Amy Colver, LCSW
Melody Griffith, MSW, LMSW, OSW-C
AOSW Communications Director
Jeanice Hansen, LCSW, OSW-C
To submit a story or information for inclusion in a future issue of AOSW Newsletter, contact Amy Colver or Melody Griffith on the list above.
Volume 6 | Issue 1
After spending 2019 as AOSW President-Elect, January 1 marked my first day as AOSW President. I am excited and a bit nervous to begin my presidential year. I take great comfort in knowing that I will not do this alone. Working with our outstanding board, our wonderful management team at Kellen and all the dedicated member/volunteers whose time and talent make AOSW such a valuable professional organization for oncology social workers will make this year a productive one for AOSW.
Hello fellow AOSW members. I am honored to be the president-elect of AOSW, an organization that has been a lifeline for me at many different points in my career.
This year's theme speaks to the specialized skills and talents that oncology social workers use to improve the quality of life for patients with cancer, their families and communities. OSWs knowledge, specialized training and comfort are highly valued by those we serve. The annual conference provides an opportunity for us to learn, share our knowledge and offer support to each other. The presentations and educational sessions reflect the most important issues facing oncology social workers today.
As a professional I talk about “difficult topics” such as goals of care and end-of-life planning on a daily basis. However, the topic I often feel most paralyzed by is finances, especially when it comes to self-advocacy. It might be fair to say that just as our society does a poor job talking about death, society could stand to improve conversation around finances, including, but not limited to, compensation.
Radiation Therapy SIG: An Overview of Oncology Social Workers as Patient Advocates in a Radiation Therapy Setting
Oncology social workers are in a unique place to provide support to patients and advocate for their care. One of our roles is to make sure patients and their loved ones understand the patient’s diagnosis and treatment plan. By speaking to them in layman’s terms, we can help them understand what they are about to go through. This is especially important when it comes to radiation therapy as this is a largely misunderstood treatment modality.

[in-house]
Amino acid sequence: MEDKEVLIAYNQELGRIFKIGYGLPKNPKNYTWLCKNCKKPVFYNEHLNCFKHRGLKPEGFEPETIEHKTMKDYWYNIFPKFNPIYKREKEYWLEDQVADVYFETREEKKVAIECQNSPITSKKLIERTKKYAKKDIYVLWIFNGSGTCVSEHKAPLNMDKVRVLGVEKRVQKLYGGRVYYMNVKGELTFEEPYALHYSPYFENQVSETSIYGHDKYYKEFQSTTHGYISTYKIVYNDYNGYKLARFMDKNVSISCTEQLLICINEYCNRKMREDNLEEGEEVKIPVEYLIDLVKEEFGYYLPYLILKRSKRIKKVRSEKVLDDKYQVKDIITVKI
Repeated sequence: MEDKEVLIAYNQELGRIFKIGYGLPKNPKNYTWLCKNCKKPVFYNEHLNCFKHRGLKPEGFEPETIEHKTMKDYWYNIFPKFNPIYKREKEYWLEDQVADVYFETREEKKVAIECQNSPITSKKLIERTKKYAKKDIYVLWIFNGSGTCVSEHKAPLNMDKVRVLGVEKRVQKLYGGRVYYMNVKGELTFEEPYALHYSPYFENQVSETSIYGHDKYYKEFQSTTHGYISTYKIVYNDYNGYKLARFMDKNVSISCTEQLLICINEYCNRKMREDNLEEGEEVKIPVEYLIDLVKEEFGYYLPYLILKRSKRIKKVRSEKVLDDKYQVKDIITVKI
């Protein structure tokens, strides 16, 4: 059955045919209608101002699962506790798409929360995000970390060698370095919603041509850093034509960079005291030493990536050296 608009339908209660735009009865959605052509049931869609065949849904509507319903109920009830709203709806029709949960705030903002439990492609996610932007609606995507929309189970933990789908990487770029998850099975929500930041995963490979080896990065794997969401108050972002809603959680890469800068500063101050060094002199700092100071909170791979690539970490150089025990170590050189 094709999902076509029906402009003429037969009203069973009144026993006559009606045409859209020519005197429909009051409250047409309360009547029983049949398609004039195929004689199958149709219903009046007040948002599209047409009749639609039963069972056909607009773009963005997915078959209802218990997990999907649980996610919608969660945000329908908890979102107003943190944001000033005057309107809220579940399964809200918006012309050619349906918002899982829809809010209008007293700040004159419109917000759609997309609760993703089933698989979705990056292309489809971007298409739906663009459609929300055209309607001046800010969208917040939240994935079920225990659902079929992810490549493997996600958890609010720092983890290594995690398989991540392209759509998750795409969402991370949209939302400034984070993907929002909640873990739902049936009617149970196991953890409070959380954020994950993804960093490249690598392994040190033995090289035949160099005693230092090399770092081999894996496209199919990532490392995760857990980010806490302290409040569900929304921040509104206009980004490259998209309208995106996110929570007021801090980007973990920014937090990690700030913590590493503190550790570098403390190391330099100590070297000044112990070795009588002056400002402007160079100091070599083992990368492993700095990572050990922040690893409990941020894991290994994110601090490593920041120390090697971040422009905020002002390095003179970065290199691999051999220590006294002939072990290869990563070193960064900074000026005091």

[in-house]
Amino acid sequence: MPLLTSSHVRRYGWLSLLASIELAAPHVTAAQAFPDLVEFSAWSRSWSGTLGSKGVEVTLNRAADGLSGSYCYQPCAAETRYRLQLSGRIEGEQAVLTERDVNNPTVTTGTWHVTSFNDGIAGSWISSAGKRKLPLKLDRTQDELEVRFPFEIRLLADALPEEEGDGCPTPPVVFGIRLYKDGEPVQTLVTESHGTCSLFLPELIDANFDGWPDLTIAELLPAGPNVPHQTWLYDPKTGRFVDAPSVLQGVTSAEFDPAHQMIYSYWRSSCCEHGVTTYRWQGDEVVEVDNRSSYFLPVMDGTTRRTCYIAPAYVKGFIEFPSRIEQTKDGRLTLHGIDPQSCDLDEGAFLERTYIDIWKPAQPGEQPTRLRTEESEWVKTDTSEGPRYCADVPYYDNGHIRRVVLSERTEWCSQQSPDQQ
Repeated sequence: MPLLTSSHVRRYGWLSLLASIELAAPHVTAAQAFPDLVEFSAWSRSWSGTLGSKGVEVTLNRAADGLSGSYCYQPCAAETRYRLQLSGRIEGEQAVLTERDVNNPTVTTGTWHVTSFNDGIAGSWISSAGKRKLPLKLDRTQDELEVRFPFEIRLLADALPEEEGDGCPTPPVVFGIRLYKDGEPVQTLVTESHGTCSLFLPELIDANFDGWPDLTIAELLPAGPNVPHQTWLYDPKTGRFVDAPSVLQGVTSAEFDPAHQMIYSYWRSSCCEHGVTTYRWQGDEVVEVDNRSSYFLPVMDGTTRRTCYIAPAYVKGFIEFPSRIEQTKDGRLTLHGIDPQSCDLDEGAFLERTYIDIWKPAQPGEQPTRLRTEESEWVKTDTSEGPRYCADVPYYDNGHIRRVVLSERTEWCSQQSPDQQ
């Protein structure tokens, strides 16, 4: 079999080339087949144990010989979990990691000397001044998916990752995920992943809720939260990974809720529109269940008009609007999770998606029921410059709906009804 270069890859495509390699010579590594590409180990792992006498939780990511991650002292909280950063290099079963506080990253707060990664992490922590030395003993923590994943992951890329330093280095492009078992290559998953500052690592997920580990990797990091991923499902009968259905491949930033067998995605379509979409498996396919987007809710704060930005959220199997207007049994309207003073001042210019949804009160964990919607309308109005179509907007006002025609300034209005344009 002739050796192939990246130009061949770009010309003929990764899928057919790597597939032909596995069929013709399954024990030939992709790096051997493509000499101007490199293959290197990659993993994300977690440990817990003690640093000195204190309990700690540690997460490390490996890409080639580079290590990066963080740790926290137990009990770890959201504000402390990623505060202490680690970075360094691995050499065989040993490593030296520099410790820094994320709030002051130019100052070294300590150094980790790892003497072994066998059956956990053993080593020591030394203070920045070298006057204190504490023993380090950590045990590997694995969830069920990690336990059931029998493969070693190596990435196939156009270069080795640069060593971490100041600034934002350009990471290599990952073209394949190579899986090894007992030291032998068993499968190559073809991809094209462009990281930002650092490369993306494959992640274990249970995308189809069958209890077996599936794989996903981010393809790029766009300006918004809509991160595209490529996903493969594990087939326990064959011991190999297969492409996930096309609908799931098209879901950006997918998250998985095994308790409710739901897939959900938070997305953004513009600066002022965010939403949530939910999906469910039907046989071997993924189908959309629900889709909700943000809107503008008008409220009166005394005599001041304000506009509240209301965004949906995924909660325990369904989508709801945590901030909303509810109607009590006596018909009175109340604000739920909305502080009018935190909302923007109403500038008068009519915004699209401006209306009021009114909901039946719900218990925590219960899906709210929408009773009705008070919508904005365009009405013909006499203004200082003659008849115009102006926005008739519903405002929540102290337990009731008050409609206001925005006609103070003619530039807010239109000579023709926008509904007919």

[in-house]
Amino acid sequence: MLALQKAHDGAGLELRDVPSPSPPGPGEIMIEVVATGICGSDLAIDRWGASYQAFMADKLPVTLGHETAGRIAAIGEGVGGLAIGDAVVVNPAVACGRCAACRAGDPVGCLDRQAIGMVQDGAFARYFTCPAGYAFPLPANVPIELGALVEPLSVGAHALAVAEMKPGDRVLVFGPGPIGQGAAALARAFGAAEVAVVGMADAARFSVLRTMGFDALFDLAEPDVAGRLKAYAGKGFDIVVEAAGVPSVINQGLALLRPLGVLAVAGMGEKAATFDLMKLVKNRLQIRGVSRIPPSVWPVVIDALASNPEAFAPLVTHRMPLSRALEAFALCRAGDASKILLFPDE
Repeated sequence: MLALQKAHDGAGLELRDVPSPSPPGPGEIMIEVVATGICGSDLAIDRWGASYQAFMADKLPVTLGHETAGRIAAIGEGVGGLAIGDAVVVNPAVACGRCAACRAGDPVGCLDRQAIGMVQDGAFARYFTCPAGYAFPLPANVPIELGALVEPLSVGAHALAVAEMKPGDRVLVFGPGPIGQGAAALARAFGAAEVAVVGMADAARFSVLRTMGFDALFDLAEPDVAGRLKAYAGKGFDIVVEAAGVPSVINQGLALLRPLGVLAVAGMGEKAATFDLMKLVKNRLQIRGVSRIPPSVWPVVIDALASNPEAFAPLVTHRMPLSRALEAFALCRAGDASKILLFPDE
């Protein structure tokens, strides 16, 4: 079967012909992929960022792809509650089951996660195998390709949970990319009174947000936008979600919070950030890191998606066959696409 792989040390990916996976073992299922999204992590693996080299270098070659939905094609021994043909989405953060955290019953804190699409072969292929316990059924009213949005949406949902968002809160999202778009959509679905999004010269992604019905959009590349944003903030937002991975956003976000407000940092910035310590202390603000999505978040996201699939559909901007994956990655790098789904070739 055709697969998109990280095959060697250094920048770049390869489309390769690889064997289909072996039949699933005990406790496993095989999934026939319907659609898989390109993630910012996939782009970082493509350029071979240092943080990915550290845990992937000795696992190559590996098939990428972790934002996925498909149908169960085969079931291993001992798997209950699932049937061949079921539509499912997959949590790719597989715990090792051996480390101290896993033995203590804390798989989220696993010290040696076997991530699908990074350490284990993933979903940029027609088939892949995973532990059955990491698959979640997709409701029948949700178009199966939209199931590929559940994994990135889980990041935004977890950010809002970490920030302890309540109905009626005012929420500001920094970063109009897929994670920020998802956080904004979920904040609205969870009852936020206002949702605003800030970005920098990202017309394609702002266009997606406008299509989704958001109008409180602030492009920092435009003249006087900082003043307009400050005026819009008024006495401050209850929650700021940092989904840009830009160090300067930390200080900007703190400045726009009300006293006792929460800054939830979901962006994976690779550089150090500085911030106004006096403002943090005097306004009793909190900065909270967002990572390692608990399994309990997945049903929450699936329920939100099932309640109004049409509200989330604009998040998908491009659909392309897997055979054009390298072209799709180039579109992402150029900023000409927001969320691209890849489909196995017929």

If you work with any adult who has cancer and also has kids, you need to know about Camp Kesem. It’s a free sleepover camp for kids who have a parent with cancer, and the support provided by the camp extends throughout the year. At Gilda’s Club Madison I have had the pleasure of partnering with our local Camp Kesem since its inception more than 10 years ago. I have also gone to camp as their mental health professional to experience camp first-hand. Without exception, every family we have referred to Camp Kesem has been hooked—even those families who have anxious kids or teens who hate everything. They all come back with giant smiles on their faces.
As oncology social workers, we have much clinical experience affirming that health and well-being involve the total person. We have witnessed our clients being profoundly impacted physically, mentally, emotionally and spiritually by a cancer diagnosis. We conduct bio-psychosocial spiritual assessments and know that spirituality is a resource many draw upon as they confront deep fears, struggle to find meaning and search for hope.
Oncology social workers often ask researchers to guide them to the best evidence available that supports the type of services they provide. Occasionally, the Research column in The Navigator introduces its readership to a particularly significant article. A newly published article by Carlson, Toivonen and Subnis (2019) is such an article. It provides a great summary of research on the scope of psychological distress/stress in patients with cancer and survivors, as well as various evidence-based stress management interventions.
The Association of Oncology Social Work’s Standards of Practice guide oncology social work practice with patients and families, colleagues, agencies and health systems, local communities, and the oncology social work profession as a whole. But to what extent are oncology social workers today enabled to work at the top of their license and best apply their knowledge, training and skill to the delivery of high-quality health care?